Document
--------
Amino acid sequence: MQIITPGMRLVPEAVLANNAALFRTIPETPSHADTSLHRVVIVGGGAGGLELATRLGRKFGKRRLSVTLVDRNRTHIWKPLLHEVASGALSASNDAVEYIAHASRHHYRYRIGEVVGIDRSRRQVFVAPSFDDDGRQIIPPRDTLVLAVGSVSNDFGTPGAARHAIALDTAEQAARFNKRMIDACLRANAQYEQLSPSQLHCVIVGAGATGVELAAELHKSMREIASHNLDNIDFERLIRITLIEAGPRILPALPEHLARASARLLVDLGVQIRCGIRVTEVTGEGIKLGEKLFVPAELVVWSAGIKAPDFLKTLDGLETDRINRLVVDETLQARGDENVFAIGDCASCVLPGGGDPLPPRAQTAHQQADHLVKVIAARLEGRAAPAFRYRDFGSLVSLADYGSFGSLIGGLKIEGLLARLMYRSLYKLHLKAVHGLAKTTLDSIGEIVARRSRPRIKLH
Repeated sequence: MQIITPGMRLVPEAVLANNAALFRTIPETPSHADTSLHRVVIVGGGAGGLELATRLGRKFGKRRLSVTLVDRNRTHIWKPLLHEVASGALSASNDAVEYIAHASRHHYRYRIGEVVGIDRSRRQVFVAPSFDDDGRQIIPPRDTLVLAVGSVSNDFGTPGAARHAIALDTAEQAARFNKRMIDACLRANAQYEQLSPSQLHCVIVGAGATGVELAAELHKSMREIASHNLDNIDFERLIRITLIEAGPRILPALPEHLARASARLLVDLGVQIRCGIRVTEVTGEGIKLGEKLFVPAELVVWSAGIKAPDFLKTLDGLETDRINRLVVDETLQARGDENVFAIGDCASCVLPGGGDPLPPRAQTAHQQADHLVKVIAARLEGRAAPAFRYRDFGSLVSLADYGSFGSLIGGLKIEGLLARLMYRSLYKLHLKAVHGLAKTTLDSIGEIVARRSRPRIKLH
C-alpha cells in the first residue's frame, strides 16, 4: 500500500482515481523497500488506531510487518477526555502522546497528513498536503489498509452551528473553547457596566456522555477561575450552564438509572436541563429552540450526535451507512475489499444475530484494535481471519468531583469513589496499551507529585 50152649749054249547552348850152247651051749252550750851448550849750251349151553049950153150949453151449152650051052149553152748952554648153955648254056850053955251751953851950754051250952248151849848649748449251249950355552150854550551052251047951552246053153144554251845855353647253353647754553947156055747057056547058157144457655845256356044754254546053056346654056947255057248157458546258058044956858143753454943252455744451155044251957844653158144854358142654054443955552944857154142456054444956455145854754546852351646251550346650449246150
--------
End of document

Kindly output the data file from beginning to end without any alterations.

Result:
Amino acid sequence: MQIITPGMRLVPEAVLANNAALFRTIPETPSHADTSLHRVVIVGGGAGGLELATRLGRKFGKRRLSVTLVDRNRTHIWKPLLHEVASGALSASNDAVEYIAHASRHHYRYRIGEVVGIDRSRRQVFVAPSFDDDGRQIIPPRDTLVLAVGSVSNDFGTPGAARHAIALDTAEQAARFNKRMIDACLRANAQYEQLSPSQLHCVIVGAGATGVELAAELHKSMREIASHNLDNIDFERLIRITLIEAGPRILPALPEHLARASARLLVDLGVQIRCGIRVTEVTGEGIKLGEKLFVPAELVVWSAGIKAPDFLKTLDGLETDRINRLVVDETLQARGDENVFAIGDCASCVLPGGGDPLPPRAQTAHQQADHLVKVIAARLEGRAAPAFRYRDFGSLVSLADYGSFGSLIGGLKIEGLLARLMYRSLYKLHLKAVHGLAKTTLDSIGEIVARRSRPRIKLH
Repeated sequence: MQIITPGMRLVPEAVLANNAALFRTIPETPSHADTSLHRVVIVGGGAGGLELATRLGRKFGKRRLSVTLVDRNRTHIWKPLLHEVASGALSASNDAVEYIAHASRHHYRYRIGEVVGIDRSRRQVFVAPSFDDDGRQIIPPRDTLVLAVGSVSNDFGTPGAARHAIALDTAEQAARFNKRMIDACLRANAQYEQLSPSQLHCVIVGAGATGVELAAELHKSMREIASHNLDNIDFERLIRITLIEAGPRILPALPEHLARASARLLVDLGVQIRCGIRVTEVTGEGIKLGEKLFVPAELVVWSAGIKAPDFLKTLDGLETDRINRLVVDETLQARGDENVFAIGDCASCVLPGGGDPLPPRAQTAHQQADHLVKVIAARLEGRAAPAFRYRDFGSLVSLADYGSFGSLIGGLKIEGLLARLMYRSLYKLHLKAVHGLAKTTLDSIGEIVARRSRPRIKLH
C-alpha cells in the first residue's frame, strides 16, 4: 500500500482515481523497500488506531510487518477526555502522546497528513498536503489498509452551528473553547457596566456522555477561575450552564438509572436541563429552540450526535451507512475489499444475530484494535481471519468531583469513589496499551507529585 50152649749054249547552348850152247651051749252550750851448550849750251349151553049950153150949453151449152650051052149553152748952554648153955648254056850053955251751953851950754051250952248151849848649748449251249950355552150854550551052251047951552246053153144554251845855353647253353647754553947156055747057056547058157144457655845256356044754254546053056346654056947255057248157458546258058044956858143753454943252455744451155044251957844653158144854358142654054443955552944857154142456054444956455145854754546852351646251550346650449246150